The mother, at the beginning, by an almost 100 per cent adaptation affords the infant the opportunity for the illusion that her breast is part of the infant. It is, as it were, under the baby’s magical control. The same can be said in terms of infant care in general, in the quiet times between the excitements. The mother’s eventual task is gradually to disillusion the infant, but she has no hope of success unless at first she has been able to give sufficient opportunity for illusion.
D.W. Winnicott, quoted in Mark Epstein’s The Trauma of Everyday Life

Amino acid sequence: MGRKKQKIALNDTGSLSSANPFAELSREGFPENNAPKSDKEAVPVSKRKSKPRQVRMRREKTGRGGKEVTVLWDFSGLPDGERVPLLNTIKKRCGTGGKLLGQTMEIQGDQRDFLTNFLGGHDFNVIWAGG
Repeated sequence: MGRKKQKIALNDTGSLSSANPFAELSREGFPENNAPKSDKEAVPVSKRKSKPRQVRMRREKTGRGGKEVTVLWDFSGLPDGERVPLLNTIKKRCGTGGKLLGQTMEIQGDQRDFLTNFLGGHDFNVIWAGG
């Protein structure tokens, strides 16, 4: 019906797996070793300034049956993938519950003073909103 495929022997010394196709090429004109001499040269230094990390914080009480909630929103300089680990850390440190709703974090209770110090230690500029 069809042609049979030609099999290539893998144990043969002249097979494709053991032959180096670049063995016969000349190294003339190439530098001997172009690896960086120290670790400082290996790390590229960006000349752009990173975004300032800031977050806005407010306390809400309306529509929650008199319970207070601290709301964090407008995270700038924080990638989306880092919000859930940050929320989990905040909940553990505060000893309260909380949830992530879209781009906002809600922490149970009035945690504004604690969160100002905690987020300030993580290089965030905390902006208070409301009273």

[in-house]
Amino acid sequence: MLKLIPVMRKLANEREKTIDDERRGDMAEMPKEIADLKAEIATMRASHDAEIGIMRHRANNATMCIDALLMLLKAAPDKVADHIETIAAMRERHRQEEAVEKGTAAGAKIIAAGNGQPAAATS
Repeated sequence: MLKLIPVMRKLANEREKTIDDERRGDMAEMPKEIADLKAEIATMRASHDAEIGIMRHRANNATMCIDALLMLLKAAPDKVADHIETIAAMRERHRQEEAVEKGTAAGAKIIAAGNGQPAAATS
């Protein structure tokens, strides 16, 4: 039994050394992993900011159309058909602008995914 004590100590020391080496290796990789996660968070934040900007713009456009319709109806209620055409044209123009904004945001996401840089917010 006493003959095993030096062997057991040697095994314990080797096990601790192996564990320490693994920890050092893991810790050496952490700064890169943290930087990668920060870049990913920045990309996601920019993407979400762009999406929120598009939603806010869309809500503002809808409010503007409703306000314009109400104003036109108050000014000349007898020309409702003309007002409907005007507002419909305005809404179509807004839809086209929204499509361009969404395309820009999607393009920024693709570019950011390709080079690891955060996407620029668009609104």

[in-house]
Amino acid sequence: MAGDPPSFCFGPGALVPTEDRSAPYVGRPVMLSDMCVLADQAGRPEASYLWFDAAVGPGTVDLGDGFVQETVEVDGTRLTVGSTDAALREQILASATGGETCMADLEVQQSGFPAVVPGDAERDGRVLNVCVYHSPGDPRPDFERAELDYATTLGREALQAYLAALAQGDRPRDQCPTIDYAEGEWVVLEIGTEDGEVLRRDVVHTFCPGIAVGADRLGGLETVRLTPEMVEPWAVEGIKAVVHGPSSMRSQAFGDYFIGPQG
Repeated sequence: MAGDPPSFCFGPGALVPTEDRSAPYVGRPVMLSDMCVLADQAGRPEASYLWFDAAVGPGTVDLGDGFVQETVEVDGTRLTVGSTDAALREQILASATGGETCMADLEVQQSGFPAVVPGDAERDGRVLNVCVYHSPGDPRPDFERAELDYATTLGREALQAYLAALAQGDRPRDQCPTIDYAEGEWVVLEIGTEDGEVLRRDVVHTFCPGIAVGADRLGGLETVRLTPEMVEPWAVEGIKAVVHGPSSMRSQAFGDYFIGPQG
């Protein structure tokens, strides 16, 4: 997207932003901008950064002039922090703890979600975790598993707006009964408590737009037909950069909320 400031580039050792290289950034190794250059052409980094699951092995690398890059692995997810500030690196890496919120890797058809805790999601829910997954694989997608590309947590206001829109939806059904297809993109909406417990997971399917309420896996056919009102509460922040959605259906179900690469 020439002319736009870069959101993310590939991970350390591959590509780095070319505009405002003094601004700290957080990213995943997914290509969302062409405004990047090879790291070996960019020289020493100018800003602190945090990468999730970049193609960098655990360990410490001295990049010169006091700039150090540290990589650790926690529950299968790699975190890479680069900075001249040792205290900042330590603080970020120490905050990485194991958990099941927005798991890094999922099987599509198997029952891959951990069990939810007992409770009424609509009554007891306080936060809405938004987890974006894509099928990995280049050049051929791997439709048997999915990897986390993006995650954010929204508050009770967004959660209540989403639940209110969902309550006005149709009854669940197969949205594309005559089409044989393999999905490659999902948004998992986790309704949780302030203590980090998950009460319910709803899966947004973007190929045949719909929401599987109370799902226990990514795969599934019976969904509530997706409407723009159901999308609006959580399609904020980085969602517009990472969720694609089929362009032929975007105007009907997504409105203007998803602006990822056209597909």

The idea of the necessity of healthy, developmental disillusion (“growing up”) being preceded by an adequate period of illusion (of mother-child “oneness”) makes sense. There must be a solid foundation for the experience of acclimating to reality, a foundation the nature of which is a negation of that reality. Like a fundamental bundle of strength and energy afford by the mother-child relationship, which enables the child to navigate an indifferent world.